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Saturday, April 21, 2012

Boys Will Be Boys - The Secret Service Scandal and Sex Trafficking

USA Today ran the following op-ed article. had a link to the article called, It's Not Just About Boys Being Boys. It exposed the true problem behind events like the Secret Service scandal that broke at the beginning of last week.: Colombia scandal exposes sex trafficking growth –

On the news and on many social media outlets, the outrage was primarily that the Secret Service, on government time and money (our time and money), exposed the President to danger by introducing the distraction of sexual dalliance into their work environment, when they should have been clearing the way for his arrival. Instead of clearing the way, they were leering away: at women engaged in prostitution at a brothel and in a city and country known for it's sex trafficking. Therein lies the true "sin" in what was done. As the article says, our government representatives were involved in activity that promotes practices built upon a world-wide sex trade, a severe violation of human rights - something the United States strives to combat. We should be setting the example.

And what's with the "boys will be boys" mentality? I've heard it before. Actually, a non-Christian friend of mine recently told me he's going with a group of guys to Las Vegas, with one specific goal: to get another one of them "laid" (presumably by a stripper or hooker if no willing participant is found). A good time had by all, right? My friend may be joking, but it reflects that kind of mentality. Yet anyone who argues that strip joints, pornography, or prostitution is just "boys being boys" is either ignorant or uncaring. I mean, we could say that about anything

Rape? "Well, that's just boys being boys." 

Alcholism? "That's just boys being boys." 

How about pedophilia? "That's just boys being boys." (And if you argue no one would say that for something like pedophilia, that was precisely the argument given by some in the Roman empire in favor of institutionalized child sex slavery.) 

Where do we draw the line? When do enough people get hurt before we stop using them? Young boys often fight with each other, talk back to their mothers, cheat on tests, shoplift, experiment with drugs, demonstrate at times a severe lack of discipline. So is that okay? Do we accept that? Anyone watched Children of the Corn? When those kids are hacking up the grownups, nobody says, "Well, boys will be boys!" We say, "No! Stop that! Nobody should be hacking people up, especially young children!" We say the same about misfit teens. We tell them to "grow up," so why can't we say that to grown men who act like teens. 

I'm not trying to be a Judgeroo. I've engaged in my own perverse and immoral sexual practices. I know what it's like to do anything it takes to have sex. I know what it's like to be driven by lust and, many times, to never be satisfied. But that doesn't mean I can't say that the things I've done are wrong. In fact, I've experienced first hand why they're wrong: the damage they did to me, my soul, and to other people. What happened with the Secret Service isn't wrong because it put the President in danger, though this is certainly the case. It's wrong because it puts the weak and defenseless in danger: women who are kidnapped and forced into slavery; the poor who sell their daughters for money; the individual girls who become prostitutes because they need food or they have to pay for the drugs they're addicted to. There's a greater problem here that goes beyond Secret Service evil doings, or even the problem of modern slavery. It's the human heart.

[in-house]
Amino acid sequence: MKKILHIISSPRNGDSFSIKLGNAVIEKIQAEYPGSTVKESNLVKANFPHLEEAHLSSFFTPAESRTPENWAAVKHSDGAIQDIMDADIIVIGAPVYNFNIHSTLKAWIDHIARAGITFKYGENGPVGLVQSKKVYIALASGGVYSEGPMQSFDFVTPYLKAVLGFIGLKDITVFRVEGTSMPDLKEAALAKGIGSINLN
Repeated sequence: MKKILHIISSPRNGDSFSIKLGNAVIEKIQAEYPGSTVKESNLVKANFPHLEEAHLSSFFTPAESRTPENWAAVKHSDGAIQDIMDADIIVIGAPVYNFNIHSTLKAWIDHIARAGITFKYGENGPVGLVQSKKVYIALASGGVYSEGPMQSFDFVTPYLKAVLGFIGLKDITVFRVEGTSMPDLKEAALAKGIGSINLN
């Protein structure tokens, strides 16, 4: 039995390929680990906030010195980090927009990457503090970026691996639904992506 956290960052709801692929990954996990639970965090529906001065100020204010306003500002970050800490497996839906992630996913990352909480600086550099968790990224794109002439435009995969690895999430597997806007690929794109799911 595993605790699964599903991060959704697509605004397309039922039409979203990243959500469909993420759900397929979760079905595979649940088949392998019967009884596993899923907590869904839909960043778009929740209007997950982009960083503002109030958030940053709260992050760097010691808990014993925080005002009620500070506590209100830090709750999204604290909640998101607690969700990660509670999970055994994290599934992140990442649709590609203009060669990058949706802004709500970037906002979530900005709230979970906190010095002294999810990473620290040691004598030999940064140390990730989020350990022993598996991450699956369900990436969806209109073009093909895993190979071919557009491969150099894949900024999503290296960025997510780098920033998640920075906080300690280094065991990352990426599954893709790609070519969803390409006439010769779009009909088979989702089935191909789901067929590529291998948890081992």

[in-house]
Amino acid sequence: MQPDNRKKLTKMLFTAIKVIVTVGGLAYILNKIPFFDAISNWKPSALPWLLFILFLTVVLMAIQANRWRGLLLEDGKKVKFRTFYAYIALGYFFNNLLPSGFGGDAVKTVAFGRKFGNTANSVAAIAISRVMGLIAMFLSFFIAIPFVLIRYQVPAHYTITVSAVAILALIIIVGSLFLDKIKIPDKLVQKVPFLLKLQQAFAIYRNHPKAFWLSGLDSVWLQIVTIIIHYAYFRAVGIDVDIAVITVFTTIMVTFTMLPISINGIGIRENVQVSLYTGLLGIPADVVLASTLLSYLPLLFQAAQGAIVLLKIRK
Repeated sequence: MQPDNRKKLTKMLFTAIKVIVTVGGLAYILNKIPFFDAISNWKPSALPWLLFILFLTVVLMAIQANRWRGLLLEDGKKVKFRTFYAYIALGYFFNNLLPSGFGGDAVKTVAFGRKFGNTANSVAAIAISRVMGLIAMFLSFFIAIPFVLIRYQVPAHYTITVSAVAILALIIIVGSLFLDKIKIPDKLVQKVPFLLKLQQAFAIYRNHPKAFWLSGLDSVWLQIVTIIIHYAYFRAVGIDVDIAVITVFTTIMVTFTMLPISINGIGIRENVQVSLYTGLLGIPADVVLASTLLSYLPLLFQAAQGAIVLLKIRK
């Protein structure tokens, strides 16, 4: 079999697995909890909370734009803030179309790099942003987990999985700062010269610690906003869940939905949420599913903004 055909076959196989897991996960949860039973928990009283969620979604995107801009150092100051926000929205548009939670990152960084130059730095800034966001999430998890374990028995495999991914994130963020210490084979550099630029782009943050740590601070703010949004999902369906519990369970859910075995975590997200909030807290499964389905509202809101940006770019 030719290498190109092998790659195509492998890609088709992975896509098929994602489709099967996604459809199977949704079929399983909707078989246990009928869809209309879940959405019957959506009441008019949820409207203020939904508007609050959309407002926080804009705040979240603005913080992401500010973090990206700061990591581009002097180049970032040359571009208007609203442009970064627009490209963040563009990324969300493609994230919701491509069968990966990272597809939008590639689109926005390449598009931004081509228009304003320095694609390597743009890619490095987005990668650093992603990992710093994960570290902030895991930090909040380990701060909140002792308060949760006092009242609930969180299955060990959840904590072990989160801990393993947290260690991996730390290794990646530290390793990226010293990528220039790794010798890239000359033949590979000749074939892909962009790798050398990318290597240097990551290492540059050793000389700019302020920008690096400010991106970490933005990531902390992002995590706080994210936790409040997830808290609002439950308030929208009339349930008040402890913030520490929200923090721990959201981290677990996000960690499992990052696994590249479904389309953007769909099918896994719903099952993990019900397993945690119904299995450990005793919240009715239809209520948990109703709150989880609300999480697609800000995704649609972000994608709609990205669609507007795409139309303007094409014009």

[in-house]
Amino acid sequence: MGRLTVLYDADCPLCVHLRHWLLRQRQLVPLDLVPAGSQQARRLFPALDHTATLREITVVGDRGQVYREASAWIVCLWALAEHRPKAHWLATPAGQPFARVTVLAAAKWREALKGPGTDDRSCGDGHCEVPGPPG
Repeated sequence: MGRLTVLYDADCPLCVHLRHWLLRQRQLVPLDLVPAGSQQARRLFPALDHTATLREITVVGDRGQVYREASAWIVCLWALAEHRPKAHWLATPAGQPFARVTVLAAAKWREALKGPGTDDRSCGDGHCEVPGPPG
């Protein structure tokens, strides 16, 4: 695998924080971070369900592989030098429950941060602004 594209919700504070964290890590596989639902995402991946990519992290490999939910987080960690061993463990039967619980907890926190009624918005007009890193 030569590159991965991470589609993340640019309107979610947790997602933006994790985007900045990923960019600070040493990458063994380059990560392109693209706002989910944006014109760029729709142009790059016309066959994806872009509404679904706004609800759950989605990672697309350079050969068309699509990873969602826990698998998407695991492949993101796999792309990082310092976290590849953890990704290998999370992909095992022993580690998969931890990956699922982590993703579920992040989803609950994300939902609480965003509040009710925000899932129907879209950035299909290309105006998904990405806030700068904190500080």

This is what dandling is all about: we need to know God, discover what He's like, and find out the point of all our lives. We need to know what real love is and go out and show people who don't know. This includes both the victims and the perpetrators of sin in this world. Love changes hearts, and love comes from God. So we must know God. The love of God cures Existential Dread and all the sins that come from that: depression, despair, hatred, mid-life crises, marital affairs, sexual and drug addictions. His love gives us peace when our bodies and minds are saying, "You're going to die! There's nothing more than what we see! Go out there and get some! Live, Damnit! Live!" It shows us what real life is. It teaches us we're not just animals; we're not just boys doing what we feel like; we're so much more. We can escape our base natures to become the children of God He intended us to be. When that happens, we can go out and free others up to do the same.

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